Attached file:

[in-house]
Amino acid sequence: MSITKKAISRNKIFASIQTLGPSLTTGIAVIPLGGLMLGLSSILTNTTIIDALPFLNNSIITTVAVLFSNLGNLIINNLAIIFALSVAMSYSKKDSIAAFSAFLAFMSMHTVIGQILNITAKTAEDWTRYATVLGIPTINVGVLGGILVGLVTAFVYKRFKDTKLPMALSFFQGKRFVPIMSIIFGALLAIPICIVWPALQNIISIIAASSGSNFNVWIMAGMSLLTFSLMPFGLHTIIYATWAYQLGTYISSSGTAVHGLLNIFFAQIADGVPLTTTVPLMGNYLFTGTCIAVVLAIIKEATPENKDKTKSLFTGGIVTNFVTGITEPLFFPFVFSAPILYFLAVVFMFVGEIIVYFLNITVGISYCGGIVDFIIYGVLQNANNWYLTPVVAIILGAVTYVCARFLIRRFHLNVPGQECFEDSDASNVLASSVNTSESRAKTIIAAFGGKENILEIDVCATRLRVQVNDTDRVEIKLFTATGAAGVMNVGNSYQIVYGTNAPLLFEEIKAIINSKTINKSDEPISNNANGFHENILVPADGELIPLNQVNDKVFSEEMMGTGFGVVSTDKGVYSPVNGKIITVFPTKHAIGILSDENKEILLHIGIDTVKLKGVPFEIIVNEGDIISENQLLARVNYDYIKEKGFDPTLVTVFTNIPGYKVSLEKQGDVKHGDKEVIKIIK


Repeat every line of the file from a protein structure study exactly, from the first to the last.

[in-house]
Amino acid sequence: MSITKKAISRNKIFASIQTLGPSLTTGIAVIPLGGLMLGLSSILTNTTIIDALPFLNNSIITTVAVLFSNLGNLIINNLAIIFALSVAMSYSKKDSIAAFSAFLAFMSMHTVIGQILNITAKTAEDWTRYATVLGIPTINVGVLGGILVGLVTAFVYKRFKDTKLPMALSFFQGKRFVPIMSIIFGALLAIPICIVWPALQNIISIIAASSGSNFNVWIMAGMSLLTFSLMPFGLHTIIYATWAYQLGTYISSSGTAVHGLLNIFFAQIADGVPLTTTVPLMGNYLFTGTCIAVVLAIIKEATPENKDKTKSLFTGGIVTNFVTGITEPLFFPFVFSAPILYFLAVVFMFVGEIIVYFLNITVGISYCGGIVDFIIYGVLQNANNWYLTPVVAIILGAVTYVCARFLIRRFHLNVPGQECFEDSDASNVLASSVNTSESRAKTIIAAFGGKENILEIDVCATRLRVQVNDTDRVEIKLFTATGAAGVMNVGNSYQIVYGTNAPLLFEEIKAIINSKTINKSDEPISNNANGFHENILVPADGELIPLNQVNDKVFSEEMMGTGFGVVSTDKGVYSPVNGKIITVFPTKHAIGILSDENKEILLHIGIDTVKLKGVPFEIIVNEGDIISENQLLARVNYDYIKEKGFDPTLVTVFTNIPGYKVSLEKQGDVKHGDKEVIKIIK